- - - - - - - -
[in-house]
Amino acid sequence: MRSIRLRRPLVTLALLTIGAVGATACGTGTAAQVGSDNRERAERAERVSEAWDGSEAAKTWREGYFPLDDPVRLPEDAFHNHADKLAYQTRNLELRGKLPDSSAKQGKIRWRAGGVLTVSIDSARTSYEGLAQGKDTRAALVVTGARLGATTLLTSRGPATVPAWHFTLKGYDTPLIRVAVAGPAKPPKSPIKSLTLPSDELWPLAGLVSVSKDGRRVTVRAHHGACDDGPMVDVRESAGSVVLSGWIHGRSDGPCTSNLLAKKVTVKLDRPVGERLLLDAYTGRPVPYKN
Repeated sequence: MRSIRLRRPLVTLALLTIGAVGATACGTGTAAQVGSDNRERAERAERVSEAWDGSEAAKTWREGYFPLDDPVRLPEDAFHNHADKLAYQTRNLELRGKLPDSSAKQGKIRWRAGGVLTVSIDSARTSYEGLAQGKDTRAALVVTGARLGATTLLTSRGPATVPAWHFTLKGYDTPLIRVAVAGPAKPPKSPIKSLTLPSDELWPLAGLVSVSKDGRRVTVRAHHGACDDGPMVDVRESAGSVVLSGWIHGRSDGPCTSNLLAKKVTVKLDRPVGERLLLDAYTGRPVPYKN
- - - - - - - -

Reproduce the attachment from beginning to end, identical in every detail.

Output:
[in-house]
Amino acid sequence: MRSIRLRRPLVTLALLTIGAVGATACGTGTAAQVGSDNRERAERAERVSEAWDGSEAAKTWREGYFPLDDPVRLPEDAFHNHADKLAYQTRNLELRGKLPDSSAKQGKIRWRAGGVLTVSIDSARTSYEGLAQGKDTRAALVVTGARLGATTLLTSRGPATVPAWHFTLKGYDTPLIRVAVAGPAKPPKSPIKSLTLPSDELWPLAGLVSVSKDGRRVTVRAHHGACDDGPMVDVRESAGSVVLSGWIHGRSDGPCTSNLLAKKVTVKLDRPVGERLLLDAYTGRPVPYKN
Repeated sequence: MRSIRLRRPLVTLALLTIGAVGATACGTGTAAQVGSDNRERAERAERVSEAWDGSEAAKTWREGYFPLDDPVRLPEDAFHNHADKLAYQTRNLELRGKLPDSSAKQGKIRWRAGGVLTVSIDSARTSYEGLAQGKDTRAALVVTGARLGATTLLTSRGPATVPAWHFTLKGYDTPLIRVAVAGPAKPPKSPIKSLTLPSDELWPLAGLVSVSKDGRRVTVRAHHGACDDGPMVDVRESAGSVVLSGWIHGRSDGPCTSNLLAKKVTVKLDRPVGERLLLDAYTGRPVPYKN